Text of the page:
During late June of 1874, bands of Northern Cheyenne and Northern Arapaho were reported to be raiding the Shoshones who were settled near Camp Brown.  In addition, there were reports of horses and other livestock being stolen from the settlers living in the area.  Second Lieutenant Frank U. Robinson from the Second Cavalry described the situation as follows:

They could dash in and kill someone, steal what stock they could and then ride hard for their own country.  After putting in 75 or 100 miles they were perfectly safe.  Our only chance of punishing them was to overhaul them before they could get well out of our lines.  That was next to an impossibility for they would usually commit their depredations from 20 to 50 miles from our camp and, by the time we received word and got fairly on their trail, they would be well out of the country.  Our force was entirely too small to go further than 60 or 75 miles into the hostile country.  Our force at Fort Washakie at this time was Company E, 13th Infantry, Troop B, 2nd Cavalry, and 20 Snake (Shoshone) scouts, a force entirely too small, situated as we were directly west of the vast Sioux country in which all the Sioux and hostile Cheyennes and Arapahos were congregated.  It is true we had at this point the Snake Indians as our allies, as they were always deadly enemies of the Sioux, but they numbered, I am quite sure, not more than 300 warriors who were not fond of going very far into the Sioux country.  I was resolved to make the best of what we had and give the hostiles a lesson teaching them that they could not raid into our line of country with impunity.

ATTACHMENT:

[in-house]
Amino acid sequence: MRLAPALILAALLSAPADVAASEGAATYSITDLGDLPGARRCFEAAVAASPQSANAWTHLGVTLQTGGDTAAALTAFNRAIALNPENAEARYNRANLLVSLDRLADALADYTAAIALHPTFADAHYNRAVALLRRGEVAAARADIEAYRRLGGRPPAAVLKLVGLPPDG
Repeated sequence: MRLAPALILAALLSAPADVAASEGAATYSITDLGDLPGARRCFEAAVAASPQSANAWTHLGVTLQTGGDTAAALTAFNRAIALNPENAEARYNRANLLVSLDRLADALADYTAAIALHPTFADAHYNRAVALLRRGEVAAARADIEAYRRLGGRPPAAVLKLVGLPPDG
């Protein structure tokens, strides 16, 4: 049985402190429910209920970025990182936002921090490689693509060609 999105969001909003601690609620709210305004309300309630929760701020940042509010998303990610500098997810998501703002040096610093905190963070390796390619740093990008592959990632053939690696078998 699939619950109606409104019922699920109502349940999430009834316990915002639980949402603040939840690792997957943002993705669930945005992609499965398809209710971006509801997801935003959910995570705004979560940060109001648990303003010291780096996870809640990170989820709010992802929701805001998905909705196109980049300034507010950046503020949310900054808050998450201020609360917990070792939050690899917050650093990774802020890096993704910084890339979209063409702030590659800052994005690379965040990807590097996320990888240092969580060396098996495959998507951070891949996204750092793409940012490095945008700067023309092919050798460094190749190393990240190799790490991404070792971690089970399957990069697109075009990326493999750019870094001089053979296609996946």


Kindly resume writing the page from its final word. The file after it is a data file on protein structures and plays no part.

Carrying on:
Captain Bates asked Chief Washakie to use his scouts to find the bands of Cheyenne and Northern Arapaho who were conducting the raids and warn him of any upcoming raids.  On June 29th, 1874, a group of high-ranking army officers arrived at Camp Brown on a tour of inspection.  During the visit, a group of Shoshone scouts returned to Camp Brown to report a camp of Native American lodges ranging in number from 40 to 112 lodges and two thousand head of horses located in a valley near what is now known as Bates Creek.  At the time, the residents of the lodges had not been identified, but they were later identified a group of the Northern Arapaho.  Since the Northern Arapaho claimed the same land occupied by the Shoshones, their presence near Camp Brown was not surprising.  There are two recorded theories about why this band of Arapahoe were camped near Bates Creek.  The first theory was that Arapahoe and their allies had parted ways due to disputes over the objectives of the raids against the Shoshone.  So, the Sioux and Cheyenne went north and then headed west to head back to Camp Brown, leaving the Arapahoe behind at their camp.  The second theory was that the three tribes had met to celebrate the Sun Dance together.  So, the Arapahoe were either going to meet up with their allies for the Sun Dance or were returning home after the Sun Dance.